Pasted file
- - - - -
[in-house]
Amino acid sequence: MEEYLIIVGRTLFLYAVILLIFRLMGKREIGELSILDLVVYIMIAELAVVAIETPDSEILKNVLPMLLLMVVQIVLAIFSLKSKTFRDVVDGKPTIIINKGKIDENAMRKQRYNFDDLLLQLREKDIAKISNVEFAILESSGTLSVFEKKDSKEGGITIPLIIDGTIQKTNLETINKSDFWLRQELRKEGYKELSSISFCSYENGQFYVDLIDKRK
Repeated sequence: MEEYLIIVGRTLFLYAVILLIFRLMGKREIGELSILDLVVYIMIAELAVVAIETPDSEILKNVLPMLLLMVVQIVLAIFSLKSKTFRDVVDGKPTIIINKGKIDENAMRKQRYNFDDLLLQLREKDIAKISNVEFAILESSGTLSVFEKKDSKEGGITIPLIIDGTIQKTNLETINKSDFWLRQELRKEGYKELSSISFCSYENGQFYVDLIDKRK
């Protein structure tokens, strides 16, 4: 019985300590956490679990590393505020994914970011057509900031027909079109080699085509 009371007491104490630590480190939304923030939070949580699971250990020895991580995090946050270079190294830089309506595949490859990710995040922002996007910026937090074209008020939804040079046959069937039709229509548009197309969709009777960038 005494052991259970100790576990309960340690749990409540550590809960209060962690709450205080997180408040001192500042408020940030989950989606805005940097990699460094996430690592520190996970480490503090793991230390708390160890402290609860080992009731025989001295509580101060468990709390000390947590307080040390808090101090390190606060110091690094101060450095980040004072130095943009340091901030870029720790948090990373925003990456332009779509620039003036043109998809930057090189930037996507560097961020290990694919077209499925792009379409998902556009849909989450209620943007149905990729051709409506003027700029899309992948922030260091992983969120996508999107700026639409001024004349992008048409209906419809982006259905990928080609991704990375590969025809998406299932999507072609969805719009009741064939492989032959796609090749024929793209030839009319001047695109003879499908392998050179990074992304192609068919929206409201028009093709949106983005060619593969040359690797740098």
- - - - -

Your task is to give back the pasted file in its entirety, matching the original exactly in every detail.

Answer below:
[in-house]
Amino acid sequence: MEEYLIIVGRTLFLYAVILLIFRLMGKREIGELSILDLVVYIMIAELAVVAIETPDSEILKNVLPMLLLMVVQIVLAIFSLKSKTFRDVVDGKPTIIINKGKIDENAMRKQRYNFDDLLLQLREKDIAKISNVEFAILESSGTLSVFEKKDSKEGGITIPLIIDGTIQKTNLETINKSDFWLRQELRKEGYKELSSISFCSYENGQFYVDLIDKRK
Repeated sequence: MEEYLIIVGRTLFLYAVILLIFRLMGKREIGELSILDLVVYIMIAELAVVAIETPDSEILKNVLPMLLLMVVQIVLAIFSLKSKTFRDVVDGKPTIIINKGKIDENAMRKQRYNFDDLLLQLREKDIAKISNVEFAILESSGTLSVFEKKDSKEGGITIPLIIDGTIQKTNLETINKSDFWLRQELRKEGYKELSSISFCSYENGQFYVDLIDKRK
């Protein structure tokens, strides 16, 4: 019985300590956490679990590393505020994914970011057509900031027909079109080699085509 009371007491104490630590480190939304923030939070949580699971250990020895991580995090946050270079190294830089309506595949490859990710995040922002996007910026937090074209008020939804040079046959069937039709229509548009197309969709009777960038 005494052991259970100790576990309960340690749990409540550590809960209060962690709450205080997180408040001192500042408020940030989950989606805005940097990699460094996430690592520190996970480490503090793991230390708390160890402290609860080992009731025989001295509580101060468990709390000390947590307080040390808090101090390190606060110091690094101060450095980040004072130095943009340091901030870029720790948090990373925003990456332009779509620039003036043109998809930057090189930037996507560097961020290990694919077209499925792009379409998902556009849909989450209620943007149905990729051709409506003027700029899309992948922030260091992983969120996508999107700026639409001024004349992008048409209906419809982006259905990928080609991704990375590969025809998406299932999507072609969805719009009741064939492989032959796609090749024929793209030839009319001047695109003879499908392998050179990074992304192609068919929206409201028009093709949106983005060619593969040359690797740098």